Ocala’s World Equestrian Center is a dazzling wonderland, and not just when it’s decked out in millions of glittering Christmas lights.

Year-round, its amenities for both humans and horses include a five-star hotel, a spa, lots of shopping and a charming variety of restaurants. That’s on top of many inviting paddocks, an on-site veterinary hospital and state-of-the-art indoor and outdoor arenas.

The facility is like no other in the world. In addition to a variety of equestrian competitions, it hosts dog shows, trade shows and conventions, including an auction of top-class cars for collectors, and even a blueberry festival. Multi-breed shows with, for instance, Arabians in one ring and Paso Finos in another, also are a feature. Variety is the spice of WEC, where there is an abundance of moving parts.

Keeping an eye on all of them is WEC’s Director of Operations, Vinnie Card, going non-stop to keep everything running in the style to which competitors and spectators have become happily accustomed. He lives alone just three miles away, spending more time at WEC than at home.

Vinnie comes from Westport, Ontario, a town of about 700 people three hours from Toronto.

“We have more employees at WEC than population in my town,” he observed, putting the number of WEC workers at over 750. He tries to remember as many names as he can. Although that’s really impossible, Vinnie is not the kind of supervisor who wants to call someone over by saying, “Hey you.”

He has a close relationship with the people who are part of his team, understanding their jobs as well as he does his own, while overseeing everything that makes WEC go.

“If it needs to get done, he takes care of it,” said Jim Wolf, a consultant for WEC who has worked with Vinnie.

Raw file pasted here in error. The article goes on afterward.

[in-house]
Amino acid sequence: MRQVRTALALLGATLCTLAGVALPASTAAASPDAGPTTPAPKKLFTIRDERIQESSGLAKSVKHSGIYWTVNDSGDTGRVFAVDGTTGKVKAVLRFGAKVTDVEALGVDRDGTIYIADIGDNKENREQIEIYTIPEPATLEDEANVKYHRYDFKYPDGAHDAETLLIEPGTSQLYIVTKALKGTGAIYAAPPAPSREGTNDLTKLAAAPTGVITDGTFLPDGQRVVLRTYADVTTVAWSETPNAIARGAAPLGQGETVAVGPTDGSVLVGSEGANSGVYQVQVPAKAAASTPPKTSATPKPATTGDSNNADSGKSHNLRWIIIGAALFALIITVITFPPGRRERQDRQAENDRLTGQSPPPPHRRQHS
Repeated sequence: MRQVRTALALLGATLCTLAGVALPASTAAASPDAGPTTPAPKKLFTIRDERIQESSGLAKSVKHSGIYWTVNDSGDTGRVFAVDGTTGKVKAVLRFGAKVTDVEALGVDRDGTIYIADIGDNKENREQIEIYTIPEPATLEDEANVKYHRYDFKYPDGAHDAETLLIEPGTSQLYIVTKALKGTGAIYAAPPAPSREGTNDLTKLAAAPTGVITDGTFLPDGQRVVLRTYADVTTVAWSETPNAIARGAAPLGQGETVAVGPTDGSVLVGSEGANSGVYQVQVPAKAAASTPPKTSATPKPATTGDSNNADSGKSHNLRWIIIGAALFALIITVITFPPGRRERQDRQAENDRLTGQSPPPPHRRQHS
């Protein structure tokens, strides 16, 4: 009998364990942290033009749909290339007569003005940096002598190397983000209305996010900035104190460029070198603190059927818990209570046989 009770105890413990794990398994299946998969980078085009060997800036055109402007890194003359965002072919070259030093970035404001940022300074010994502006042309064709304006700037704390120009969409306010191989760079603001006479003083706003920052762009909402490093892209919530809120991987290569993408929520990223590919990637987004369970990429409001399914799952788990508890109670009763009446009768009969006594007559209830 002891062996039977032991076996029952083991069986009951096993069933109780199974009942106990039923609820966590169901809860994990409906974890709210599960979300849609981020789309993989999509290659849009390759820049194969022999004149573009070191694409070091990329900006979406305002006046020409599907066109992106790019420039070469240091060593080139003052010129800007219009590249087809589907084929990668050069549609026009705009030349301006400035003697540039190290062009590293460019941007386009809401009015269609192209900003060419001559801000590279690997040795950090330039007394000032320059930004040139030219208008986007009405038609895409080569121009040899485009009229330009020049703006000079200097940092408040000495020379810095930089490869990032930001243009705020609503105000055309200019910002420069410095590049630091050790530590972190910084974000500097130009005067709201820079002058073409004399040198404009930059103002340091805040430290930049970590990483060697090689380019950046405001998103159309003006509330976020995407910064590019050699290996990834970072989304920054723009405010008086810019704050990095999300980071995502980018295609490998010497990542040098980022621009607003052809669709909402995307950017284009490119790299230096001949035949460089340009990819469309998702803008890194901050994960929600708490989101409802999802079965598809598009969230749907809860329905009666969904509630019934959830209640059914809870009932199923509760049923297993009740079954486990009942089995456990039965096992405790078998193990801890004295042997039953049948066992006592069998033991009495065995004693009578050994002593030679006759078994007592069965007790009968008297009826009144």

An electrician with both a commercial and industrial license, Vinnie, 45, came from a “hands-on” family. He is the son of a carpenter and when he was a child, he pitched in with his dad to build the house in which he grew up. Visiting the dairy farm owned by his grandfather wasn’t an opportunity to relax, either. Vinnie recalls working there “from the time I could walk. Milking, haying, cleaning the gutters.”

Florida bound

When he was 21, Vinnie decided to see some more of the world, so he headed to Ocala. That was long before the WEC that would be built there had even the status of a dream. He wound up at HITS, which has one of its venues just a few miles down the road from the property that eventually became WEC.

Vinnie worked for HITS founder Tom Struzzieri for 17 years. He started out stripping stalls but rose quickly.

“I just kept plugging away, learning new things,” said Vinnie, who soon moved up to driving the tractor. From there, “I went to the ingate, and from the ingate, I went to helping be one of the technical coordinators.”

Then his background in commercial and industrial construction led him toward building things for HITS. He became an all-around resource.

How did he move up the ranks? “Keeping my head down, learning new things and seeing opportunities that presented themselves,” he explained.

Between his stints at HITS he would travel to a few other shows, including working in Virginia with the late Gary Baker and being associated with the Jump for the Children show in Raleigh, North Carolina, which benefits the Duke Children’s Hospital.

“My wife, Joan and I, think the world of him,” said Glenn Petty, who runs the Duke show where Vinnie served as technical coordinator. “He was on top of everything. He managed the crew and worked with judges, announcers; making sure everything on the grounds ran smoothly. He was a master at working with exhibitors and helping solve whatever their issue might be.” Glenn said he and his wife felt that Vinnie always had their backs, and they appreciated his attention to detail.

One of the things that impressed Vinnie about the Duke fixture was “how well the community backed the horse show.”

While the Duke show had been on the scene for decades to build a following, he is glad to see the same type of involvement in Ocala with WEC, even though it just opened in 2021.

“The community is so much behind it here, it’s phenomenal,” said Vinnie, noting more and more people are showing up for the Saturday night grand prix. “The food and wine festival is a huge hit,” he added, noting the facility “definitely is becoming more of a destination, not only for our local residents, but also for people who don’t live here.”

“We need to talk.”